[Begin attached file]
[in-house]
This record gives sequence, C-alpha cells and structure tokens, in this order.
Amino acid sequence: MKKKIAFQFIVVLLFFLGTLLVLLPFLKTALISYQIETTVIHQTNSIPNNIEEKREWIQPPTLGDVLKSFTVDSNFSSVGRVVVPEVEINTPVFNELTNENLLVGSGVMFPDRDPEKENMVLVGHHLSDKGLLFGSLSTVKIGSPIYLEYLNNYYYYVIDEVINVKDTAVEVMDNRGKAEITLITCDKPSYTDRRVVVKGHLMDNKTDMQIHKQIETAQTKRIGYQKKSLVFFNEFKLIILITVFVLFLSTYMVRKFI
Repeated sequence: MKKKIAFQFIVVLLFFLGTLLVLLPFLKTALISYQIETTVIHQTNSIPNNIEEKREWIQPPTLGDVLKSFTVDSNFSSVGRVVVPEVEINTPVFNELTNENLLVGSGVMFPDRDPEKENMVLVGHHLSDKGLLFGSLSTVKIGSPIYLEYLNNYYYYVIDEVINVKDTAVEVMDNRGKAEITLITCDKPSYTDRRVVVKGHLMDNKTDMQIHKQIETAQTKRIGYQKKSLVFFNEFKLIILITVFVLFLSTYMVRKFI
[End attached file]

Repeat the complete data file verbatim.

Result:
[in-house]
This record gives sequence, C-alpha cells and structure tokens, in this order.
Amino acid sequence: MKKKIAFQFIVVLLFFLGTLLVLLPFLKTALISYQIETTVIHQTNSIPNNIEEKREWIQPPTLGDVLKSFTVDSNFSSVGRVVVPEVEINTPVFNELTNENLLVGSGVMFPDRDPEKENMVLVGHHLSDKGLLFGSLSTVKIGSPIYLEYLNNYYYYVIDEVINVKDTAVEVMDNRGKAEITLITCDKPSYTDRRVVVKGHLMDNKTDMQIHKQIETAQTKRIGYQKKSLVFFNEFKLIILITVFVLFLSTYMVRKFI
Repeated sequence: MKKKIAFQFIVVLLFFLGTLLVLLPFLKTALISYQIETTVIHQTNSIPNNIEEKREWIQPPTLGDVLKSFTVDSNFSSVGRVVVPEVEINTPVFNELTNENLLVGSGVMFPDRDPEKENMVLVGHHLSDKGLLFGSLSTVKIGSPIYLEYLNNYYYYVIDEVINVKDTAVEVMDNRGKAEITLITCDKPSYTDRRVVVKGHLMDNKTDMQIHKQIETAQTKRIGYQKKSLVFFNEFKLIILITVFVLFLSTYMVRKFI